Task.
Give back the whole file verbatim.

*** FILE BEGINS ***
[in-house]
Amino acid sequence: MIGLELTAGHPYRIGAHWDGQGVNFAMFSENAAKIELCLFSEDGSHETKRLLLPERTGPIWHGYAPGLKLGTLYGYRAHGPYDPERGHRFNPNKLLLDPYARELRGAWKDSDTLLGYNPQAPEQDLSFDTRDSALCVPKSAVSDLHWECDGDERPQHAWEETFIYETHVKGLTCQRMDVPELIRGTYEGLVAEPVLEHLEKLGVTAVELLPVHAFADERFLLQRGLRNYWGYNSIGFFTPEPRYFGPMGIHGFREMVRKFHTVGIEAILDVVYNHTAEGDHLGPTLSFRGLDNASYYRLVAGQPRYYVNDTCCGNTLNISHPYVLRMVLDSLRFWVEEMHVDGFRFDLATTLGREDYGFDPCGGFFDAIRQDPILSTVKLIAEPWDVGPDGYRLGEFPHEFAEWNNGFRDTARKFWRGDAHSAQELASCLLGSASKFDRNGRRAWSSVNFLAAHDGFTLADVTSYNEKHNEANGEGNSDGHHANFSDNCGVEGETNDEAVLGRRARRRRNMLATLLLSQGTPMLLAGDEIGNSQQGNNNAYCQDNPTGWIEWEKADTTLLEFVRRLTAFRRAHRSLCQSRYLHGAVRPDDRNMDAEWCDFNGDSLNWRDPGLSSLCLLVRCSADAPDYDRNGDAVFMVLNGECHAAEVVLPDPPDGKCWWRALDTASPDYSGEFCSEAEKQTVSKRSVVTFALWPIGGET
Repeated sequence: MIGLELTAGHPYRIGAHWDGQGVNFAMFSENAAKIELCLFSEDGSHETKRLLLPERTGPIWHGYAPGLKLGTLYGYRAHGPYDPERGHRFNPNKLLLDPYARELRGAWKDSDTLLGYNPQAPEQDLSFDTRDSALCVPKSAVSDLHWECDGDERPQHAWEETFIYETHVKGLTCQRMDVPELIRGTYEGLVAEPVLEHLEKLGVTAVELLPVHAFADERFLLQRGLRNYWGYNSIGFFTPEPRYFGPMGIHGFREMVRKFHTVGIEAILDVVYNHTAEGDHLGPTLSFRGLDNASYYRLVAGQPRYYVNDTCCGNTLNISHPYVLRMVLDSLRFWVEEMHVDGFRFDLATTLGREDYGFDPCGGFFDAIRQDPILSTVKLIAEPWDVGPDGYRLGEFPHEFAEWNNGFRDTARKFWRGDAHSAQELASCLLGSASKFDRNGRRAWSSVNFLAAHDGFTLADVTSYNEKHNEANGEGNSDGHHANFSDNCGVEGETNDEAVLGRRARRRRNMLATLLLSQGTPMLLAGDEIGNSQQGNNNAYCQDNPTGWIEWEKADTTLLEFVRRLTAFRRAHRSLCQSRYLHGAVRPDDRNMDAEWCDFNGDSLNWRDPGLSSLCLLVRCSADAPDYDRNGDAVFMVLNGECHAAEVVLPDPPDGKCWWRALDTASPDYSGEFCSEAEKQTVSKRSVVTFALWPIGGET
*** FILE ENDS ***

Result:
[in-house]
Amino acid sequence: MIGLELTAGHPYRIGAHWDGQGVNFAMFSENAAKIELCLFSEDGSHETKRLLLPERTGPIWHGYAPGLKLGTLYGYRAHGPYDPERGHRFNPNKLLLDPYARELRGAWKDSDTLLGYNPQAPEQDLSFDTRDSALCVPKSAVSDLHWECDGDERPQHAWEETFIYETHVKGLTCQRMDVPELIRGTYEGLVAEPVLEHLEKLGVTAVELLPVHAFADERFLLQRGLRNYWGYNSIGFFTPEPRYFGPMGIHGFREMVRKFHTVGIEAILDVVYNHTAEGDHLGPTLSFRGLDNASYYRLVAGQPRYYVNDTCCGNTLNISHPYVLRMVLDSLRFWVEEMHVDGFRFDLATTLGREDYGFDPCGGFFDAIRQDPILSTVKLIAEPWDVGPDGYRLGEFPHEFAEWNNGFRDTARKFWRGDAHSAQELASCLLGSASKFDRNGRRAWSSVNFLAAHDGFTLADVTSYNEKHNEANGEGNSDGHHANFSDNCGVEGETNDEAVLGRRARRRRNMLATLLLSQGTPMLLAGDEIGNSQQGNNNAYCQDNPTGWIEWEKADTTLLEFVRRLTAFRRAHRSLCQSRYLHGAVRPDDRNMDAEWCDFNGDSLNWRDPGLSSLCLLVRCSADAPDYDRNGDAVFMVLNGECHAAEVVLPDPPDGKCWWRALDTASPDYSGEFCSEAEKQTVSKRSVVTFALWPIGGET
Repeated sequence: MIGLELTAGHPYRIGAHWDGQGVNFAMFSENAAKIELCLFSEDGSHETKRLLLPERTGPIWHGYAPGLKLGTLYGYRAHGPYDPERGHRFNPNKLLLDPYARELRGAWKDSDTLLGYNPQAPEQDLSFDTRDSALCVPKSAVSDLHWECDGDERPQHAWEETFIYETHVKGLTCQRMDVPELIRGTYEGLVAEPVLEHLEKLGVTAVELLPVHAFADERFLLQRGLRNYWGYNSIGFFTPEPRYFGPMGIHGFREMVRKFHTVGIEAILDVVYNHTAEGDHLGPTLSFRGLDNASYYRLVAGQPRYYVNDTCCGNTLNISHPYVLRMVLDSLRFWVEEMHVDGFRFDLATTLGREDYGFDPCGGFFDAIRQDPILSTVKLIAEPWDVGPDGYRLGEFPHEFAEWNNGFRDTARKFWRGDAHSAQELASCLLGSASKFDRNGRRAWSSVNFLAAHDGFTLADVTSYNEKHNEANGEGNSDGHHANFSDNCGVEGETNDEAVLGRRARRRRNMLATLLLSQGTPMLLAGDEIGNSQQGNNNAYCQDNPTGWIEWEKADTTLLEFVRRLTAFRRAHRSLCQSRYLHGAVRPDDRNMDAEWCDFNGDSLNWRDPGLSSLCLLVRCSADAPDYDRNGDAVFMVLNGECHAAEVVLPDPPDGKCWWRALDTASPDYSGEFCSEAEKQTVSKRSVVTFALWPIGGET